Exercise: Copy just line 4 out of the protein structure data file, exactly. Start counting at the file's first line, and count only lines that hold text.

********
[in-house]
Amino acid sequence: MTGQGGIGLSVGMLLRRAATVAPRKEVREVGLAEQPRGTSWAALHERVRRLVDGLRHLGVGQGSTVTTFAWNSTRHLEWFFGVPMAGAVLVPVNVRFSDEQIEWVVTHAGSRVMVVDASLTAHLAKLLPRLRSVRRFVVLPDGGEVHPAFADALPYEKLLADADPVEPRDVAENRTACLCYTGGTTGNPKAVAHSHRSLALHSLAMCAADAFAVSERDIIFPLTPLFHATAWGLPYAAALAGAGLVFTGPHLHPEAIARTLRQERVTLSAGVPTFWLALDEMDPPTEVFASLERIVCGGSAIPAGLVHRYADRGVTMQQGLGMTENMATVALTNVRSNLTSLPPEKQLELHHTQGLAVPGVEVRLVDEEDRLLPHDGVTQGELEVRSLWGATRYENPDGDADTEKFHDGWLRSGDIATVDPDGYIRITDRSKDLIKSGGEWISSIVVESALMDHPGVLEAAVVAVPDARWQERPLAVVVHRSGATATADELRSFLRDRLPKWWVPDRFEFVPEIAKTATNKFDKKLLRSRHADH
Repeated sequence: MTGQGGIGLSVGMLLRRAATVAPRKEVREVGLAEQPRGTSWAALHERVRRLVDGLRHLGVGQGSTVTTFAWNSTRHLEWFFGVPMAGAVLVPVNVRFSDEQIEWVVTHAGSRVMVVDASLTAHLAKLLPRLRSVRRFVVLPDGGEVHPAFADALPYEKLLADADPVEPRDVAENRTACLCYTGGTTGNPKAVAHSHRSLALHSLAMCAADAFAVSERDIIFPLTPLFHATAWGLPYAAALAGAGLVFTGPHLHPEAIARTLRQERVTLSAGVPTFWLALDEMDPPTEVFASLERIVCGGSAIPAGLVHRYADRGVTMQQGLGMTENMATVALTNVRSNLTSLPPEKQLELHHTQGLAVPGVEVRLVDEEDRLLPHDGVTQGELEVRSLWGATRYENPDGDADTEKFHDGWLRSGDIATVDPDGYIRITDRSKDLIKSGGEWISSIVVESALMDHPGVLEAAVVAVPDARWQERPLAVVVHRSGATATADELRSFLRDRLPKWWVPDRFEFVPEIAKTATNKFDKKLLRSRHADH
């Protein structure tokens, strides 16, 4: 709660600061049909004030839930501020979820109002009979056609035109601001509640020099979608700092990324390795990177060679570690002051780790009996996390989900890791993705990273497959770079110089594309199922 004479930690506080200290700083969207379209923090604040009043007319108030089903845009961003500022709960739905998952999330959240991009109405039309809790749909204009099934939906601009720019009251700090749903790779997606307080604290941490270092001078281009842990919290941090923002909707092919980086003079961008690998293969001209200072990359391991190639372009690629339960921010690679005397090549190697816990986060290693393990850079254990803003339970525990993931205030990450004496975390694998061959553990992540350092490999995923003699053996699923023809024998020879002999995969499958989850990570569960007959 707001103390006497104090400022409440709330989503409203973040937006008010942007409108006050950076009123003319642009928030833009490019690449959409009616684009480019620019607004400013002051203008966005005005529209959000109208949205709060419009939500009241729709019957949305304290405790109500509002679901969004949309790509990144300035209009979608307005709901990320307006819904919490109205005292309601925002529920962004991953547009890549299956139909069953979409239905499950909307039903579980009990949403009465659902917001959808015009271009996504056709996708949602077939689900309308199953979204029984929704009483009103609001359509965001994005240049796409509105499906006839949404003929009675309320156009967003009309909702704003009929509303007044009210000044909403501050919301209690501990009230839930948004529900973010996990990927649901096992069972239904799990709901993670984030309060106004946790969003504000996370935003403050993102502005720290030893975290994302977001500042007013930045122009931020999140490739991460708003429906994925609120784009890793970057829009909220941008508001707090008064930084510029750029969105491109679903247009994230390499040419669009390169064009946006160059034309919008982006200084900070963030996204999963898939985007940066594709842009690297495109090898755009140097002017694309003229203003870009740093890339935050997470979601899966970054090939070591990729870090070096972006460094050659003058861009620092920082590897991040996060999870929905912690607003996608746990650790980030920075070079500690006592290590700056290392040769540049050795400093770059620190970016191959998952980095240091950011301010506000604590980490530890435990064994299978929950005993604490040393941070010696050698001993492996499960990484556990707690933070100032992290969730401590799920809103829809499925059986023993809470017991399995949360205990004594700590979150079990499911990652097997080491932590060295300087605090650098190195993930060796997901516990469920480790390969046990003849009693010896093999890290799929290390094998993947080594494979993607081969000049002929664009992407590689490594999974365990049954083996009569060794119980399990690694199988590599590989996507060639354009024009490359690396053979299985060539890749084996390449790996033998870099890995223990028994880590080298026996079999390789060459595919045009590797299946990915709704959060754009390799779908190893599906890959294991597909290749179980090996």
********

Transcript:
């Protein structure tokens, strides 16, 4: 709660600061049909004030839930501020979820109002009979056609035109601001509640020099979608700092990324390795990177060679570690002051780790009996996390989900890791993705990273497959770079110089594309199922 004479930690506080200290700083969207379209923090604040009043007319108030089903845009961003500022709960739905998952999330959240991009109405039309809790749909204009099934939906601009720019009251700090749903790779997606307080604290941490270092001078281009842990919290941090923002909707092919980086003079961008690998293969001209200072990359391991190639372009690629339960921010690679005397090549190697816990986060290693393990850079254990803003339970525990993931205030990450004496975390694998061959553990992540350092490999995923003699053996699923023809024998020879002999995969499958989850990570569960007959 707001103390006497104090400022409440709330989503409203973040937006008010942007409108006050950076009123003319642009928030833009490019690449959409009616684009480019620019607004400013002051203008966005005005529209959000109208949205709060419009939500009241729709019957949305304290405790109500509002679901969004949309790509990144300035209009979608307005709901990320307006819904919490109205005292309601925002529920962004991953547009890549299956139909069953979409239905499950909307039903579980009990949403009465659902917001959808015009271009996504056709996708949602077939689900309308199953979204029984929704009483009103609001359509965001994005240049796409509105499906006839949404003929009675309320156009967003009309909702704003009929509303007044009210000044909403501050919301209690501990009230839930948004529900973010996990990927649901096992069972239904799990709901993670984030309060106004946790969003504000996370935003403050993102502005720290030893975290994302977001500042007013930045122009931020999140490739991460708003429906994925609120784009890793970057829009909220941008508001707090008064930084510029750029969105491109679903247009994230390499040419669009390169064009946006160059034309919008982006200084900070963030996204999963898939985007940066594709842009690297495109090898755009140097002017694309003229203003870009740093890339935050997470979601899966970054090939070591990729870090070096972006460094050659003058861009620092920082590897991040996060999870929905912690607003996608746990650790980030920075070079500690006592290590700056290392040769540049050795400093770059620190970016191959998952980095240091950011301010506000604590980490530890435990064994299978929950005993604490040393941070010696050698001993492996499960990484556990707690933070100032992290969730401590799920809103829809499925059986023993809470017991399995949360205990004594700590979150079990499911990652097997080491932590060295300087605090650098190195993930060796997901516990469920480790390969046990003849009693010896093999890290799929290390094998993947080594494979993607081969000049002929664009992407590689490594999974365990049954083996009569060794119980399990690694199988590599590989996507060639354009024009490359690396053979299985060539890749084996390449790996033998870099890995223990028994880590080298026996079999390789060459595919045009590797299946990915709704959060754009390799779908190893599906890959294991597909290749179980090996």